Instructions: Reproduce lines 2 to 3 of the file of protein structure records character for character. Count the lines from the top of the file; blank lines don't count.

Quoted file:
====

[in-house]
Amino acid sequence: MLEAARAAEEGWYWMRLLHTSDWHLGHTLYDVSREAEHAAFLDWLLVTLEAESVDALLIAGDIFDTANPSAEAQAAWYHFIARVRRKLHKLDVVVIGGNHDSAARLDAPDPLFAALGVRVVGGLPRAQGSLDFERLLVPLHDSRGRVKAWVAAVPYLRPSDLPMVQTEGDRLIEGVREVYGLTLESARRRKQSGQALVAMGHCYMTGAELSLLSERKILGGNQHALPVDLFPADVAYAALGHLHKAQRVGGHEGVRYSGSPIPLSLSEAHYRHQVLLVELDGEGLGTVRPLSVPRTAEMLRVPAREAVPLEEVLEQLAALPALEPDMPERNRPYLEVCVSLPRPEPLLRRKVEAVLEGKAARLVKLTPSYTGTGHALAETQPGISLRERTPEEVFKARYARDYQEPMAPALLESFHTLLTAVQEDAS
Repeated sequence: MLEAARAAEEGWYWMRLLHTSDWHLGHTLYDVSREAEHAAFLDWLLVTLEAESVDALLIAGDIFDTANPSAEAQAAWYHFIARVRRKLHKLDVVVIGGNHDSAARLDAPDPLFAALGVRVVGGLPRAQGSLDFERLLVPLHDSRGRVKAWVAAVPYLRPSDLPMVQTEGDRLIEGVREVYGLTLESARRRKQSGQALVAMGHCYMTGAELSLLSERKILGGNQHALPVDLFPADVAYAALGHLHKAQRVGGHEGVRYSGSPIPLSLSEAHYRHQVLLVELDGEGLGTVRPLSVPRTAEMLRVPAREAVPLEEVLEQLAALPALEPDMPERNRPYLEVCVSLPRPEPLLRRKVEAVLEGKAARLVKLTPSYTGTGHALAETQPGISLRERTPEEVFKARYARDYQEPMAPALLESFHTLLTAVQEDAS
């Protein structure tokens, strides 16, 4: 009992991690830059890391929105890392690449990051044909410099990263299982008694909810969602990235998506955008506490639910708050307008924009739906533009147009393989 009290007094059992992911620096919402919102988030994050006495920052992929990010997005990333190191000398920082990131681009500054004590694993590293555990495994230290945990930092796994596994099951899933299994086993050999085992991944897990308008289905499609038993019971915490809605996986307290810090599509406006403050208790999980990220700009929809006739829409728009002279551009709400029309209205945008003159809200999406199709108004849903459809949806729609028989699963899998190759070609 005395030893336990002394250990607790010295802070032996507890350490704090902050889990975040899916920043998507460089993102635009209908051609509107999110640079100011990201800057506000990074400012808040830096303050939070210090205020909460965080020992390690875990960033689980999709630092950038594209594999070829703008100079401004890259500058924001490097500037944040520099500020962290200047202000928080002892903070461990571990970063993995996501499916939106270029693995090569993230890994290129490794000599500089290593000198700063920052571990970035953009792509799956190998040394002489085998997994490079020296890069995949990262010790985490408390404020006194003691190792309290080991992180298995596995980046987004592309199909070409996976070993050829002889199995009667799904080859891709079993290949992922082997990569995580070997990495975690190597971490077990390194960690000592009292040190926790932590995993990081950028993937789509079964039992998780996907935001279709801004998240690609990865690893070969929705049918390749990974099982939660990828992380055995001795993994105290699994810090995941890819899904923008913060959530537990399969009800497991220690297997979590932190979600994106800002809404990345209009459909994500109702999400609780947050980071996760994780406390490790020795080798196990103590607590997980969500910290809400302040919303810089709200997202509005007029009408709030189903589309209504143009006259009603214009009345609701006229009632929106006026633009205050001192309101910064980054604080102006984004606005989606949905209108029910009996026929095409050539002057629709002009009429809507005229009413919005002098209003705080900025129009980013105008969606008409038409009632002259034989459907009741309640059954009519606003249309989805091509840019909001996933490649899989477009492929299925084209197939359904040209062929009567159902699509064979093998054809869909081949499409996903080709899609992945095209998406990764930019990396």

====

Amino acid sequence: MLEAARAAEEGWYWMRLLHTSDWHLGHTLYDVSREAEHAAFLDWLLVTLEAESVDALLIAGDIFDTANPSAEAQAAWYHFIARVRRKLHKLDVVVIGGNHDSAARLDAPDPLFAALGVRVVGGLPRAQGSLDFERLLVPLHDSRGRVKAWVAAVPYLRPSDLPMVQTEGDRLIEGVREVYGLTLESARRRKQSGQALVAMGHCYMTGAELSLLSERKILGGNQHALPVDLFPADVAYAALGHLHKAQRVGGHEGVRYSGSPIPLSLSEAHYRHQVLLVELDGEGLGTVRPLSVPRTAEMLRVPAREAVPLEEVLEQLAALPALEPDMPERNRPYLEVCVSLPRPEPLLRRKVEAVLEGKAARLVKLTPSYTGTGHALAETQPGISLRERTPEEVFKARYARDYQEPMAPALLESFHTLLTAVQEDAS
Repeated sequence: MLEAARAAEEGWYWMRLLHTSDWHLGHTLYDVSREAEHAAFLDWLLVTLEAESVDALLIAGDIFDTANPSAEAQAAWYHFIARVRRKLHKLDVVVIGGNHDSAARLDAPDPLFAALGVRVVGGLPRAQGSLDFERLLVPLHDSRGRVKAWVAAVPYLRPSDLPMVQTEGDRLIEGVREVYGLTLESARRRKQSGQALVAMGHCYMTGAELSLLSERKILGGNQHALPVDLFPADVAYAALGHLHKAQRVGGHEGVRYSGSPIPLSLSEAHYRHQVLLVELDGEGLGTVRPLSVPRTAEMLRVPAREAVPLEEVLEQLAALPALEPDMPERNRPYLEVCVSLPRPEPLLRRKVEAVLEGKAARLVKLTPSYTGTGHALAETQPGISLRERTPEEVFKARYARDYQEPMAPALLESFHTLLTAVQEDAS